Applications of Genetic Engineering in Veterinary Medicine
Genetic engineering in veterinary medicine, involves the manipulation of animal DNA. It can take 3 different forms – xenografting, cloning, and gene manipulation. Let’s take a closer look at these three concepts.
Scientists have discovered that animal valves and tissues are similar to human valves and tissues. In some cases, the cells are even interchangeable. This led to the advent of Xenografting. Xenografting involves transplanting human tissues or cells to animals, or vice versa. Xenotransplants have been successful in clinical trials but there are still a few risks attached to the procedure.
Advances in genetic engineering have made it possible to artificially recreate entire organisms. With a single cell taken from the body of an animal, scientists are able to duplicate that animal. The cloned animal has the exact same genetic makeup as the parent. The idea is to recreate healthy stem cells to heal damaged organs or parts of the body.
Studies involving gene manipulation in animals are still underway. The technology involves the creation or duplication of DNA molecules. As it creates DNA sequences that are not otherwise found in nature, there are many questions about the ethics of gene manipulation. While there are many risks associated with any form of genetic modification, the benefits can have a positive impact on the health of both animals and humans.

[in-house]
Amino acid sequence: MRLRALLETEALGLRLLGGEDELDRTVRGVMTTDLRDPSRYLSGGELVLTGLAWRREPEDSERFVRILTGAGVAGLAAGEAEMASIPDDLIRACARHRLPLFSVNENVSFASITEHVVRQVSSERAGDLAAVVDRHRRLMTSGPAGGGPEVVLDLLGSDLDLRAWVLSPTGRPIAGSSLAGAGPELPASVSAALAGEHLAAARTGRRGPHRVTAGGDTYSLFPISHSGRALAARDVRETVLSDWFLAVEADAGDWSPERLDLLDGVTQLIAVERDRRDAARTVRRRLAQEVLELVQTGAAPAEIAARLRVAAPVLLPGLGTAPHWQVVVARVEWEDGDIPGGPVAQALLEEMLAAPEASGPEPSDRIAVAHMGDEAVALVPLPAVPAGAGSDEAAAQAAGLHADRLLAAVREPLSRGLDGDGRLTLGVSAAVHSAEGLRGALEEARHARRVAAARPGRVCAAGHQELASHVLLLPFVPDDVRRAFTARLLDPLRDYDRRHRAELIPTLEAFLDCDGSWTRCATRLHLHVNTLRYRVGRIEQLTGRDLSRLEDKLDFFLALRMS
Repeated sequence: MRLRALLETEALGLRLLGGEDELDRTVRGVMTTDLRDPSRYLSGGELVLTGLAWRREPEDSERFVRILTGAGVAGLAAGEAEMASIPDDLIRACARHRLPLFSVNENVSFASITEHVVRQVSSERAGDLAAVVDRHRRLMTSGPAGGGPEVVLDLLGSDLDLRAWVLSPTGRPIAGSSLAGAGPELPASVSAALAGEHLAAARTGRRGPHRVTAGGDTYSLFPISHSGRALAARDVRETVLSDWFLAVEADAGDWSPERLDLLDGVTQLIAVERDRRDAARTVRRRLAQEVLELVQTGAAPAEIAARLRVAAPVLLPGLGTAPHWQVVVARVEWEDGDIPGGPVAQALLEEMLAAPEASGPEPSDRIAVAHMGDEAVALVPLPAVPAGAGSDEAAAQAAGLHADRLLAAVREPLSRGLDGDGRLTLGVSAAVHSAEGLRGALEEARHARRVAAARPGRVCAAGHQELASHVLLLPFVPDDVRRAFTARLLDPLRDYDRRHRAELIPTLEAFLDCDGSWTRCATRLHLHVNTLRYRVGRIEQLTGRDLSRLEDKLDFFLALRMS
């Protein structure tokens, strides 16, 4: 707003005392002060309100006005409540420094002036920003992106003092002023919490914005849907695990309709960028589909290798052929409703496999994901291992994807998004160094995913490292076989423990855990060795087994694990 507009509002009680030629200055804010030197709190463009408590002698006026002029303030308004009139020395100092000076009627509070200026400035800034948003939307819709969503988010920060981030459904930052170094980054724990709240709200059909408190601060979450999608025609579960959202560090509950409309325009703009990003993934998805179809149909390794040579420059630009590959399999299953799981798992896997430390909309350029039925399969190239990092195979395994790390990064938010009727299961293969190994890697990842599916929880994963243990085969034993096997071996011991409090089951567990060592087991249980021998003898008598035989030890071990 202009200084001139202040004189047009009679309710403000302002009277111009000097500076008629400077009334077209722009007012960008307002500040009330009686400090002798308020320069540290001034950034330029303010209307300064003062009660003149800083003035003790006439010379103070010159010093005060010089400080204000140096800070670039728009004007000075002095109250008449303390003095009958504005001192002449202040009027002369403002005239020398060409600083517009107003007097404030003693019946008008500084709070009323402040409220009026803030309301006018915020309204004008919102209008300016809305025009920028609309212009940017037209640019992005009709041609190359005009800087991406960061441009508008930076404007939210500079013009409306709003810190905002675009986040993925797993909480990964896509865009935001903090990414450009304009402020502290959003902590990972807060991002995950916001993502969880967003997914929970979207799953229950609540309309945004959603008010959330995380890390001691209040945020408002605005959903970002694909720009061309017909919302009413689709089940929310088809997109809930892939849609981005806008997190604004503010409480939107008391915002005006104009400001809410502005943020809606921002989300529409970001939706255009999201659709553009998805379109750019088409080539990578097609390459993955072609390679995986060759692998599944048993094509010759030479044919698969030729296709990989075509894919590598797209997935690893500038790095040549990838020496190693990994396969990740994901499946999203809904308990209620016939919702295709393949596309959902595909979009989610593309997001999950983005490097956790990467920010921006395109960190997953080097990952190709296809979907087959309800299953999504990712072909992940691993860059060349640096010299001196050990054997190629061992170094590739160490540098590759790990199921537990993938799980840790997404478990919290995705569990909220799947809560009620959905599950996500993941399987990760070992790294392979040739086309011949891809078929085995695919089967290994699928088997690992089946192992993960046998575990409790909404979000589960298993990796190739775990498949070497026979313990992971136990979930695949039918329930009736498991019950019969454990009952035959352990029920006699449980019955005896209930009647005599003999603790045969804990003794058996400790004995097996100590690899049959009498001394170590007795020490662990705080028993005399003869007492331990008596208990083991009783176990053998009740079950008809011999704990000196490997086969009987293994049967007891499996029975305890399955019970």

Genetic Engineering in Veterinary Medicine
Gene mutations increase an animal’s risk of suffering from certain diseases. They can prevent proteins from functioning normally and give rise to genetic disorders. This is where gene manipulation and generic engineering in veterinary medicine comes into play. Scientists change the genetic material of mutated genes to treat disorders that have no other cure. They do this by either replacing a mutated gene with a healthy gene or by rendering a mutated gene inactive.
Recombinant DNA technology
Recombinant DNA technology has assisted in developing vaccines for animals. One such recombinant vaccine that’s used to immunise wildlife is the VRG vaccine. This vaccine induces the production of viruses by neutralising antibodies. Since it’s not pathogenic, it’s considered a safe option.
The Future of Veterinary Medicine
Developments in the field of molecular genetics are changing the future of veterinary medicine. Genetic manipulations will treat hereditary pet illnesses, create new pharmaceuticals, and breed different species. These scientific breakthroughs don’t merely treat symptoms of diseases; they target problems at a cellular level. Veterinarians are scrutinizing technologies used in genetic manipulation during clinical trials because of the safety and ethical issues involved.
The future of genetic engineering holds great promise. But it also gives rise to many challenges that affect the welfare of society.
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